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2019 Mercedes-Benz A-Class Performance Review

Scorecard

Performance: 8.0

The 2019 Mercedes-Benz A-Class has well-rounded performance, with a peppy engine and refined transmission. Its handling is surprisingly sporty, but the all-wheel-drive version’s ride quality can be a bit harsh.

  • "While the A220 is more than capable of keeping up with fast-moving traffic, the chassis is talkative and lively enough (especially with its sport options) that we couldn’t help but think what a future AMG version might be capable of." -- Automobile Magazine
  • "From behind the wheel, the A-class is agreeable, with our largest complaint being that you can’t really feel much of anything at all through the steering wheel. Handling is confident, and the performance tires provided plenty of grip, but the A-class doesn’t rip or snarl or demand to be driven harder, instead preferring to exude a chiller vibe; an anticipated AMG version will be the red-mist machine." -- Autoweek
  • "On the road, it's immediately clear the powertrain is more refined than the CLA's. Mercedes still used a seven-speed dual-clutch transmission, but this unit's shifts are smooth, even in stop-and-go traffic. And although 188 hp isn't a lot these days, the 2.0-liter turbo-four has plenty of pep for everyday driving. The exhaust sounds better than expected, too." -- Motor Trend

Acceleration and Power

The Mercedes-Benz A-Class comes standard with a 2.0-liter, four-cylinder turbocharged engine that produces 188 horsepower and 221 pound-feet of torque. A seven-speed dual-clutch automatic transmission is also standard. Fuel economy estimates are not available.

The A-Class has sufficient power to get moving from a stop, with consistent throttle response as you accelerate. The transmission provides sharp and precise shifts.

  • "From a standstill, the A-Class accelerates with a brief hesitation, like when you engage the clutch with a manual transmission. After that, speeds increase rapidly enough that you don't feel the need to floor it to match highway traffic. It has more power than the typical driver wants and just enough for those who enjoy going fast." -- Edmunds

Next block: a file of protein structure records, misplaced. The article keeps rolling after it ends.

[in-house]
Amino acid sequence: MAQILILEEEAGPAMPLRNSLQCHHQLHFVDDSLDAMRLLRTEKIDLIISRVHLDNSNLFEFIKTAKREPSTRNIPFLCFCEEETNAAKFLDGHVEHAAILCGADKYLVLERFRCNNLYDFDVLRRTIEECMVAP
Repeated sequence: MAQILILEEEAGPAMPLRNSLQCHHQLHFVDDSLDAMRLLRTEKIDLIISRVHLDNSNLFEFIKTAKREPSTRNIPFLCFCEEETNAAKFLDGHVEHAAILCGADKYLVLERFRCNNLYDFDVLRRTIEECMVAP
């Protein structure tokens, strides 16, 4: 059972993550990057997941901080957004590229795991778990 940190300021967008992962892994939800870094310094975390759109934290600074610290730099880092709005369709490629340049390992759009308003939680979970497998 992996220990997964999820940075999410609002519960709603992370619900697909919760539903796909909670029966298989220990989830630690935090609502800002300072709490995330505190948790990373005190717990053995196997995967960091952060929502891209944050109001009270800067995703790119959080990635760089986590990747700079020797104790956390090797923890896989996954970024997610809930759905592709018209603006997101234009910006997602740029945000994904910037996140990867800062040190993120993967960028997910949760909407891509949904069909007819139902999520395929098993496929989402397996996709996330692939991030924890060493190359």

• "The new 2.0-turbo engine is impressively smooth and linear in its response, eager to run to its 6,500-rpm redline and with full torque feeling like it arrives arrive low in the rev range. … The 7-speed dual-clutch transmission is up to the task, with quick, smooth shifts whether in automatic mode or using the wheel-mounted paddle shifters." -- Automobile Magazine
  • "We'll get the A-Class in front-wheel-drive A220 and all-wheel-drive A220 4Matic variants in the US, both powered by the same 2.0-liter turbocharged I4 engine with 188 horsepower and 221 pound-feet of torque. That's a fair bit less than the 208 horsepower and 258 pound-feet made by the CLA250's 2.0-liter engine, but don't let that discourage you. The A220 is far peppier than its numbers might suggest." -- CNET

Handling and Braking

The A-Class comes standard with front-wheel drive, and all-wheel drive is optional. Steering is sharp and responsive, and the handling is sporty overall. The ride quality is a little bit of a mixed bag, with some reviewers thinking it depends on the drivetrain. FWD models have a smoother ride than AWD models.

  • "The 4Matic car is poorly damped, bouncing on its springs over every road imperfection – enough, probably, to induce carsickness in those prone to it. Contrast this with the typical European-style damping of the front-drive car, firmly absorbing most bumps with a bit of crash over larger ones. The optional 19-inch wheels are probably responsible for the crashiness, and other trims will offer smaller sizes. But we have no idea how to explain the discrepancy between the two ostensibly equivalent suspensions, which other drivers reported in their 4Matic cars. We hope Mercedes makes an adjustment here before the cars go on sale. As it stands, the front-driver has a vastly superior ride." -- Autoblog
  • "Mercedes also seems to have banished the CLA's harsh-riding suspension. All U.S.-market A-class models have a multilink rear suspension and struts up front; wheels range in size from 17 to 19 inches. Both preproduction cars we drove, a front-driver and an all-wheel-drive 4Matic model, were fitted with the 19-inchers and optional adaptive dampers. Each car delivered a comfortable and well-controlled ride, although the front-drive model was better damped, with a bit less impact harshness and subsequent body motion. Steering feel is good, with a natural heft to the wheel that translates into precise handling." -- Car and Driver
  • "On a curvy road, our A 220 4Matic exceeds expectations, encouraging lively cornering with very well-managed body roll and precise steering responses. … Even more impressive, the ride quality doesn't suffer because of the firm suspension. Unlike the early CLA models, this A-Class eagerly soaks up imperfect road surfaces and isn't fazed by bumps in a curve. Skipping the optional suspension would likely give the A 220 an even more comfortable ride." -- Edmunds

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